Grim Violence / Fernando Damaso

Violence in Cuba has a long history: it started with clashes between the aborigines fighting for territory, continued with colonization and slavery, and increased during the struggles for independence, where Spaniards and Cubans made unlimited use of it.

On the establishment of the Republic, it ceased to be practiced between Cubans and Spaniards, and went on to become the way of resolving contradictions among the former: the reelection bid of Estrada Palma, the violent struggles between parties, the rise of so-called independents of color, drowned in blood, and the dictatorships of Machado and Batista, plus gangsterism between them, are all clear examples.

The so-called centenary generation and their followers practiced it in the fifties, with assaults on barracks, sabotage, attacks and planting explosives in public places — things that today would be classified as terrorism — reaching its climax in the insurrectional fight in the mountains to take power. They achieved this, and instead of stopping, the violence grew with the executions, fighting the rebels and repression of those who did not share the ideas of the victors, continuing to this day with the repudiation rallies, beatings, imprisonment and prosecution of the peaceful opposition.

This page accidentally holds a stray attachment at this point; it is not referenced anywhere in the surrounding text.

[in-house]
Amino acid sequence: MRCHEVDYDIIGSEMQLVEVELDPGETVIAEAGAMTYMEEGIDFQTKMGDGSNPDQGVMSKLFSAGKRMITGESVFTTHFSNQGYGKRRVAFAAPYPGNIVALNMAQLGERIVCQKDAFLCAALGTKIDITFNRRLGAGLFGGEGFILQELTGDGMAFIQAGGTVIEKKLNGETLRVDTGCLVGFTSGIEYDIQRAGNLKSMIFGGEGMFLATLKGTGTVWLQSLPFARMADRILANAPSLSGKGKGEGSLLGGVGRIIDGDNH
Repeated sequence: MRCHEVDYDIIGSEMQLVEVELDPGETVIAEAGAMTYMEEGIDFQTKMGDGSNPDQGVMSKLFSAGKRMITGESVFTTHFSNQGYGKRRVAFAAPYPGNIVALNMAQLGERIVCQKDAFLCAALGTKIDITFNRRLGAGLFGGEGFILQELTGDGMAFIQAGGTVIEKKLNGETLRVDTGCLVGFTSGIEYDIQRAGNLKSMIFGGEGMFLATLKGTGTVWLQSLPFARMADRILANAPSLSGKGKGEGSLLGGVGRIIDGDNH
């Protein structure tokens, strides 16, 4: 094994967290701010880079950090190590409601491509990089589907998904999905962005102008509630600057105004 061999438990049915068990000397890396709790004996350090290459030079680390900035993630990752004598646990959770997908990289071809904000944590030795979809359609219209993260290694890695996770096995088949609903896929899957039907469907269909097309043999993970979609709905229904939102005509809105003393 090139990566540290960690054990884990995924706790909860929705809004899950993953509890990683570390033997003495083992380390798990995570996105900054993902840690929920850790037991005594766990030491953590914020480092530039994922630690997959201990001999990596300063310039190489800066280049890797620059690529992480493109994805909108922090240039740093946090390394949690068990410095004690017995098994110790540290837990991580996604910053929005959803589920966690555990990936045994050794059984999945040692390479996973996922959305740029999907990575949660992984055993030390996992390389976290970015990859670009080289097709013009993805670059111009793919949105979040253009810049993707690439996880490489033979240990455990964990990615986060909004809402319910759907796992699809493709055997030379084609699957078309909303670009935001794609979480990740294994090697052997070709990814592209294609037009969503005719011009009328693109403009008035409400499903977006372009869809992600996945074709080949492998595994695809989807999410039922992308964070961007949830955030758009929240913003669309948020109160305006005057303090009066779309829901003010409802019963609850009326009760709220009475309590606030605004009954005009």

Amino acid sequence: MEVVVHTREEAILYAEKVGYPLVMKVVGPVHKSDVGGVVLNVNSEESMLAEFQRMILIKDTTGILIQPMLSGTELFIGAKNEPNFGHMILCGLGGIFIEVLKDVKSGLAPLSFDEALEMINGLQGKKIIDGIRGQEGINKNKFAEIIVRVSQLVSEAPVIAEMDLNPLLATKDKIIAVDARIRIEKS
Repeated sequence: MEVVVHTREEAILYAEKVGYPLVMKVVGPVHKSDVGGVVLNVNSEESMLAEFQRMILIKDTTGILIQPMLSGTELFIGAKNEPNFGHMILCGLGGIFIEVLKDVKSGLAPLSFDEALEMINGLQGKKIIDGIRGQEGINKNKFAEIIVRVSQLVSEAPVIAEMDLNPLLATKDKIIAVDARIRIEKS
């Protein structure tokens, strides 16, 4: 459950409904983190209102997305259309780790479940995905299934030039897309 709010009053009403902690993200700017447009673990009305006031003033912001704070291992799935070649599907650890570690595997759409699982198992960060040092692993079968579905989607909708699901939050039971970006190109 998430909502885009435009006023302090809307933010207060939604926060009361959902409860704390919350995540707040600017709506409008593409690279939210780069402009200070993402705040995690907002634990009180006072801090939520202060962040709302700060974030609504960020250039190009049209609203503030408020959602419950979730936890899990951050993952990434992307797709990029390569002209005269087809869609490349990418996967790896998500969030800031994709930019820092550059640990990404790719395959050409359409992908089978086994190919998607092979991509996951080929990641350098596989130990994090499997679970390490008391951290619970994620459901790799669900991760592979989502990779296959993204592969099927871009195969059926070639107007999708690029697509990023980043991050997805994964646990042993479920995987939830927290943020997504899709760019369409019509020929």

The powers-that-be, established for 55 years, have made this their form of governing. At first they tried to extend it to Latin America and Africa as guerrilla movements, and later with their direct participation in foreign wars, but they lost their financial and logistics support with the disappearance of the Soviet Union, and had to retreat and concentrate on the internal.

Today, violence exercised by the government spreads its harmful influence over Cuban society and prevents its economic, political and social development, blocking the way for dialogue and peaceful resolution of the problems. Hopefully in the next year, with the help of all, this situation will start to reverse itself and they will begin to behave intelligent beings, where reason comes first and not force..

19 December 2013